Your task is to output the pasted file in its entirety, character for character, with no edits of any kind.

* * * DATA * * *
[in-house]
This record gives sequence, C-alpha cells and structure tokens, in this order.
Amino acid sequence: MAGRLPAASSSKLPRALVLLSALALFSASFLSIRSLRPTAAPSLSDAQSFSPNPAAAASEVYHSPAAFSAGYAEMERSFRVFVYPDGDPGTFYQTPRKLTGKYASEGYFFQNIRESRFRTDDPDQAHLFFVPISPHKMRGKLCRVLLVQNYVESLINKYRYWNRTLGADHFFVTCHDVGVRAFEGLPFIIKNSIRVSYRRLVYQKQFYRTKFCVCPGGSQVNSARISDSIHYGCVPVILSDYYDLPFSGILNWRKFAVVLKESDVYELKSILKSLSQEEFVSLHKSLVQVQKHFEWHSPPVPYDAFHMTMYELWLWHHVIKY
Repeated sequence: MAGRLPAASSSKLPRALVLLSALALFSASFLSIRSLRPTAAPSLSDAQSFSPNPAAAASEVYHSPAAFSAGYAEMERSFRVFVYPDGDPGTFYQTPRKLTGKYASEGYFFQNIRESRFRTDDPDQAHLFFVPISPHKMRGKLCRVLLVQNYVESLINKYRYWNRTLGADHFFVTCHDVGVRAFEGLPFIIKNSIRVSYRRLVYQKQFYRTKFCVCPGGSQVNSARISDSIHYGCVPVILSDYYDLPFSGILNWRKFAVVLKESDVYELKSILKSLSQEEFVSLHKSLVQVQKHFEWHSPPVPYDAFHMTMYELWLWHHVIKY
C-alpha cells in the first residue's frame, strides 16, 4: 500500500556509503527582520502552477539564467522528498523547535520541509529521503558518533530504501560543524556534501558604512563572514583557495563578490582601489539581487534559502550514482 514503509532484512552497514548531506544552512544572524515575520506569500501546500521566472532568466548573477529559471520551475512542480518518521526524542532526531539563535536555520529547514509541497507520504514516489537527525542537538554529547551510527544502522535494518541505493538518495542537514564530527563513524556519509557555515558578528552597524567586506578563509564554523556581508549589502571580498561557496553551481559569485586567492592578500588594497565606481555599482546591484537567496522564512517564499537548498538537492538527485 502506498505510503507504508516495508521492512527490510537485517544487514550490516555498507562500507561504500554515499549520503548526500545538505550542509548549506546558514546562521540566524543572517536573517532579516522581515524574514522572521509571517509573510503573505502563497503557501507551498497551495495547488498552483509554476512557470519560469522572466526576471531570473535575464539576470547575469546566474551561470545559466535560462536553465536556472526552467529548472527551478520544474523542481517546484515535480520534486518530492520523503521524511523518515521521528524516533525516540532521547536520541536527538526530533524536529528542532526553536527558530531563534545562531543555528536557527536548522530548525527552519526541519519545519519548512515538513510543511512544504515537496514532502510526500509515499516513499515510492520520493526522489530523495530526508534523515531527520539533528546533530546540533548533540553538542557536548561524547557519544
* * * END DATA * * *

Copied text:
[in-house]
This record gives sequence, C-alpha cells and structure tokens, in this order.
Amino acid sequence: MAGRLPAASSSKLPRALVLLSALALFSASFLSIRSLRPTAAPSLSDAQSFSPNPAAAASEVYHSPAAFSAGYAEMERSFRVFVYPDGDPGTFYQTPRKLTGKYASEGYFFQNIRESRFRTDDPDQAHLFFVPISPHKMRGKLCRVLLVQNYVESLINKYRYWNRTLGADHFFVTCHDVGVRAFEGLPFIIKNSIRVSYRRLVYQKQFYRTKFCVCPGGSQVNSARISDSIHYGCVPVILSDYYDLPFSGILNWRKFAVVLKESDVYELKSILKSLSQEEFVSLHKSLVQVQKHFEWHSPPVPYDAFHMTMYELWLWHHVIKY
Repeated sequence: MAGRLPAASSSKLPRALVLLSALALFSASFLSIRSLRPTAAPSLSDAQSFSPNPAAAASEVYHSPAAFSAGYAEMERSFRVFVYPDGDPGTFYQTPRKLTGKYASEGYFFQNIRESRFRTDDPDQAHLFFVPISPHKMRGKLCRVLLVQNYVESLINKYRYWNRTLGADHFFVTCHDVGVRAFEGLPFIIKNSIRVSYRRLVYQKQFYRTKFCVCPGGSQVNSARISDSIHYGCVPVILSDYYDLPFSGILNWRKFAVVLKESDVYELKSILKSLSQEEFVSLHKSLVQVQKHFEWHSPPVPYDAFHMTMYELWLWHHVIKY
C-alpha cells in the first residue's frame, strides 16, 4: 500500500556509503527582520502552477539564467522528498523547535520541509529521503558518533530504501560543524556534501558604512563572514583557495563578490582601489539581487534559502550514482 514503509532484512552497514548531506544552512544572524515575520506569500501546500521566472532568466548573477529559471520551475512542480518518521526524542532526531539563535536555520529547514509541497507520504514516489537527525542537538554529547551510527544502522535494518541505493538518495542537514564530527563513524556519509557555515558578528552597524567586506578563509564554523556581508549589502571580498561557496553551481559569485586567492592578500588594497565606481555599482546591484537567496522564512517564499537548498538537492538527485 502506498505510503507504508516495508521492512527490510537485517544487514550490516555498507562500507561504500554515499549520503548526500545538505550542509548549506546558514546562521540566524543572517536573517532579516522581515524574514522572521509571517509573510503573505502563497503557501507551498497551495495547488498552483509554476512557470519560469522572466526576471531570473535575464539576470547575469546566474551561470545559466535560462536553465536556472526552467529548472527551478520544474523542481517546484515535480520534486518530492520523503521524511523518515521521528524516533525516540532521547536520541536527538526530533524536529528542532526553536527558530531563534545562531543555528536557527536548522530548525527552519526541519519545519519548512515538513510543511512544504515537496514532502510526500509515499516513499515510492520520493526522489530523495530526508534523515531527520539533528546533530546540533548533540553538542557536548561524547557519544